What Israel Could Learn from the Gaza Kidnap Drama

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The Gaza kidnapping drama highlights a problem facing Israel's prime minister Ehud Olmert reminiscent of the famous complaint of fictional Godfather Michael Corleone: "Just when I thought that I was out, they pull me back in."

In fact, it took less than a year for Olmert to send the Israeli military back in to Gaza after withdrawing from the territory last August. They're not planning to stay, of course — the army is there in response to the kidnapping of a 19-year-old corporal, and also to put a stop to rocket fire from northern Gaza into Israeli territory. But Israel's 1982 invasion of Lebanon started with similarly limited goals, and events conspired to keep the Israelis there for 18 years. Even if they do retreat again from Gaza in a matter of days or weeks, the current dynamic in the Palestinian territories suggests they'll inevitably be back.

The kidnap drama has simply highlighted a fundamental flaw in the policy of unilateral withdrawal on which Olmert based his election campaign. Absent any agreement with a Palestinian government that is willing and able to enforce order, militants will continue to attack Israel. The idea that Israel can "disengage" from the Palestinians without their cooperation is wishful thinking.

Israel has already made clear that if Corporal Gilad Shalit is killed, it will exact a terrible revenge on the Palestinian political leadership. It may even target Hamas Prime Minister Ismail Haniyeh, who has reportedly reached agreement with President Mahmoud Abbas to seek some form of a two-state solution, in response to international demands that Hamas recognize Israel. But it isn't Haniyeh and the Hamas leaders in government that are behind the kidnapping; Israel believes the perpetrators are hard-liners taking orders from exiled Hamas leaders in Syria, who oppose the reported shift towards moderation and compromise by Haniyeh and others in government. Whether or not leaders of the Palestinian government are assassinated, the likelihood is that Israeli actions to punish Palestinians for the kidnapping are likely to be met by further escalation from the Palestinian militants. And the playing out of that familiar vicious cycle will likely keep Israeli forces active in Gaza for a long time to come.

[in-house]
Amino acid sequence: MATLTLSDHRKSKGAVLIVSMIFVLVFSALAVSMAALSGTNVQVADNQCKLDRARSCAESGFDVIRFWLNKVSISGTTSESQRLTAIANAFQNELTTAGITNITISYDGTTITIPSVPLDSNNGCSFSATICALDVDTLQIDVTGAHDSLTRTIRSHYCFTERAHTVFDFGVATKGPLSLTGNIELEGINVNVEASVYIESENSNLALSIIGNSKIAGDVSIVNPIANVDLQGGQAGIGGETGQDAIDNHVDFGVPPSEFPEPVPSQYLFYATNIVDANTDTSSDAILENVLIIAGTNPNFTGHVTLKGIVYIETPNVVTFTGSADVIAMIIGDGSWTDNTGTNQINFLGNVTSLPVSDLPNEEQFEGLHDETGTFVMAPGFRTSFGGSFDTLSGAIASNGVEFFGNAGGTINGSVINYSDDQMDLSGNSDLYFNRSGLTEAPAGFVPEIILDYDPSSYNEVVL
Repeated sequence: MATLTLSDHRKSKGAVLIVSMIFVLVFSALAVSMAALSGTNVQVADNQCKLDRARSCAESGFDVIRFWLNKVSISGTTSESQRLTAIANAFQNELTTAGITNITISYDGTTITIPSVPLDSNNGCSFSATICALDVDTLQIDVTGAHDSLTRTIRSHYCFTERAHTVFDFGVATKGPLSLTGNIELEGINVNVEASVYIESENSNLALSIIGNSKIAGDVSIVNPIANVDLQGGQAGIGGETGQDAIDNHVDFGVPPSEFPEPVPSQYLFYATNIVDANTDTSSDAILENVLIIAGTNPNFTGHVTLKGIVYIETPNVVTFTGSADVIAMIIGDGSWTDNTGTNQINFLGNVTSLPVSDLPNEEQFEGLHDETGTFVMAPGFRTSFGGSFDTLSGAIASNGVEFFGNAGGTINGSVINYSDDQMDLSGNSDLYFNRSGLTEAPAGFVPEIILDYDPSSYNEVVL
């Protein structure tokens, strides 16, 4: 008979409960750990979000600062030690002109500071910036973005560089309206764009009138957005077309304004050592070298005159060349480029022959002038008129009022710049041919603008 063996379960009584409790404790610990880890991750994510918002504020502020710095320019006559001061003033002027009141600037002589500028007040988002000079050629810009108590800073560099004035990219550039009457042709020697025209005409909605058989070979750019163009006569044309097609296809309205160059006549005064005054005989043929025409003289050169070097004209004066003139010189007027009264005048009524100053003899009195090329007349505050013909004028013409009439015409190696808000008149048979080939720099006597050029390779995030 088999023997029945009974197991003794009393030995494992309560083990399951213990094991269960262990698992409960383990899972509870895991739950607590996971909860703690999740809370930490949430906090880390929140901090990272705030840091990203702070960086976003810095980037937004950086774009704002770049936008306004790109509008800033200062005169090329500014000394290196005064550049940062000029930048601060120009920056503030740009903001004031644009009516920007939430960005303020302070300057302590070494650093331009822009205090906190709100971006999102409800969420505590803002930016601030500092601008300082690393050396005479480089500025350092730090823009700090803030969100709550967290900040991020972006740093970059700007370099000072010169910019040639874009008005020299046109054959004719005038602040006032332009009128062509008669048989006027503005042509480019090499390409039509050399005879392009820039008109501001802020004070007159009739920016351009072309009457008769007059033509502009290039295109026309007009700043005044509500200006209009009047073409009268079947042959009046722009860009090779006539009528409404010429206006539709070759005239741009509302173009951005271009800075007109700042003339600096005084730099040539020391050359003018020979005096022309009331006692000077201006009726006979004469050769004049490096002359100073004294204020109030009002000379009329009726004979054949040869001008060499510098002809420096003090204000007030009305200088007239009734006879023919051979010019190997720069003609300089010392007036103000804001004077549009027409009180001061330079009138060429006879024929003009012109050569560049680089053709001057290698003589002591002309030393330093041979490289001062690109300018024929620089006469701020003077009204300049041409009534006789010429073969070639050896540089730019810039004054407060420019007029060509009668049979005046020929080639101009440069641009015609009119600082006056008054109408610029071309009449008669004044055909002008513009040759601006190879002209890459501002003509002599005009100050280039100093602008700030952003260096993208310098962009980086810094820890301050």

Ironically, although Ariel Sharon and Olmert's strategy of unilateral withdrawal was specifically designed to bypass the elected Palestinian leadership, it has given an effective veto power to a handful of militants who, by their violent actions, are able to force Israel to reverse itself. The events of recent weeks has exposed the emptiness of the promise that unilateral withdrawals would free Israelis of the moral burden of occupation and make them safer behind a high wall. No wonder Israeli media are reporting that the violence in Gaza has turned Israelis against Olmert's plans for further pullouts from the West Bank.

Even as his focus in the days and weeks ahead is on immediate military action, in the long term Olmert's choices are unpalatable: He can heed right-wingers such as former Prime Minister Benjamin Netanyahu and simply reoccupy Gaza, or he can follow the advice of those, like his Defense Minister Amir Peretz, who insist that Israel's security ultimately requires a peace agreement with the Palestinians. The latter, of course, means dealing with a credible Palestinian government — and for the foreseeable future, Hamas would likely be the leading element of such a government. As remote as the possibility of an Israel-Hamas government peace agreement may seem right now, the alternative of a unilateral "peace" has already proven itself to be an illusion.